Is the experience of obsessing familiar to you? Do you sometimes find yourself obsessing about something for hours and hours? Do these obsessions cause you a lot of anxiety? If you do, then there is a chance you might be suffering from OCD, or obsessive compulsive disorder. OCD is a fairly common mental disorder present in about two percent of the population, and is characterized by recurrent thoughts that cause anxiety to the sufferer. These thoughts can be about anything, not just cleanliness as it is often erroneously presented. OCD obsessions may very well be about word phrases, people, situations in our life whether real or imagined and pretty much anything else you might think of.
Those obsessions are known to cause compulsions. Just like obsessions, compulsions can present themselves in any imaginable way, be it a certain bodily gesture, a ritual or very often a completely mental act like counting numbers in your head or trying to push the thought away.
OCD can be a very serious problem, and while some OCDers deal with it fairly well by themselves, anyone suffering from OCD should seek treatment, and anyone who suspects they might have OCD should try and get themselves diagnosed.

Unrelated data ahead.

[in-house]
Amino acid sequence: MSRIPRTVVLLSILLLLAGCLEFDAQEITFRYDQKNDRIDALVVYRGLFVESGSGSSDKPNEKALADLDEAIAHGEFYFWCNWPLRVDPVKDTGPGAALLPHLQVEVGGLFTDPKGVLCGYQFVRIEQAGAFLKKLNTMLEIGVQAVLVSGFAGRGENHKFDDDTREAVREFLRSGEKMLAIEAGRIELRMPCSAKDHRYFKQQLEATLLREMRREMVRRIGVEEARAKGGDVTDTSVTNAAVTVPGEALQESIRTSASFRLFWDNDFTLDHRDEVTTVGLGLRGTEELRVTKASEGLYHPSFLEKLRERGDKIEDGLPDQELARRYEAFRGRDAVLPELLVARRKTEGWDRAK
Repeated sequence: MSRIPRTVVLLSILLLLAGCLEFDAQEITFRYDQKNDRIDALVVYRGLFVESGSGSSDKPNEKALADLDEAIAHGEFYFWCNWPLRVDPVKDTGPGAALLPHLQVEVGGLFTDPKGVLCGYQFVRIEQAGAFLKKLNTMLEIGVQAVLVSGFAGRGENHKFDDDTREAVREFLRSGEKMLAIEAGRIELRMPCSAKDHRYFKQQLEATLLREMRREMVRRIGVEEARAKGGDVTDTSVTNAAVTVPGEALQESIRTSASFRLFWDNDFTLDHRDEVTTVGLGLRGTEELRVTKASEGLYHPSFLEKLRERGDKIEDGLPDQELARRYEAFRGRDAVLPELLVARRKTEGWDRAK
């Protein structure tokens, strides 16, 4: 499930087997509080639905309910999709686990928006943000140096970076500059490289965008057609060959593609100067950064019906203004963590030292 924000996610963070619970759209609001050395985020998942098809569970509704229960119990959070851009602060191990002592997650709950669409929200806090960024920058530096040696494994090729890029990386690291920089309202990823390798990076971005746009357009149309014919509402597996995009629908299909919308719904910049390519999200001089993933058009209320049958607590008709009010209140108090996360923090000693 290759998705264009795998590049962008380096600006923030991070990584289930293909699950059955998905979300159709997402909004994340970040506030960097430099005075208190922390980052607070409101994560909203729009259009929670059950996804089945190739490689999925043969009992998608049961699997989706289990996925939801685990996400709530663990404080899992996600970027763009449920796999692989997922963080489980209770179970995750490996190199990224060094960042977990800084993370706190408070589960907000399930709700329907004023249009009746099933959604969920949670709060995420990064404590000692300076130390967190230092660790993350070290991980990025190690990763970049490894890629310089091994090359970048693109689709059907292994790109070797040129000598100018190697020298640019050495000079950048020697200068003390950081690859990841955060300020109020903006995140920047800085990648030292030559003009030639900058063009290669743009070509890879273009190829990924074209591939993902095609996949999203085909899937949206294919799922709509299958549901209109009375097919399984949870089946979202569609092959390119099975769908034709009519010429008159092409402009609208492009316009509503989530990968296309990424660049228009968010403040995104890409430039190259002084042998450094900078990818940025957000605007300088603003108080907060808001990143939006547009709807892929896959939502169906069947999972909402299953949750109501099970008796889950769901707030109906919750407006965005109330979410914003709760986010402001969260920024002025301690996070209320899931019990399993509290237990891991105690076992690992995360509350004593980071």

While the causes for OCD are not completely clear, the most popular medical theory is to do with a physiological dysfunction of a certain part of the brain that's in charge of stopping and starting thoughts, due to a misfiring of certain neurons. That means that anyone, from any cultural and social background can have OCD. OCD was found to be present in mammals other than humans, such as dogs.
Most OCDers (about 80%) also suffer from frequent depression. While OCD can't be healed at this time, it can be treated extremely effectively.
The best known treatment for OCD today is a combination of cognitive behavioral therapy (CBT), which is a special form of psychological treatment combined with drug treatment of the selective serotonin reuptake inhibitor family (SSRI), such as Prozac and more recently Paxil. This type of treatment has astounding success rates with 95% of the patients exhibiting great improvement in their situation.
If you want to get a preliminary diagnosis for OCD, check out http://www.mentalhealth.com/ for an online diagnosis procedure. Note that this test, as admitted by the original authors, should not be considered final! It diagnosed me as not having OCD, while two psychologists afterwards did. If you disagree with the results and suspect you might have OCD nonetheless, try any of the below listed online resources as jumpstart points.
http://members.aol.com/afocd/afocd.htm (Resource Center)
http://www.ocdresource.com/ (Resource Center)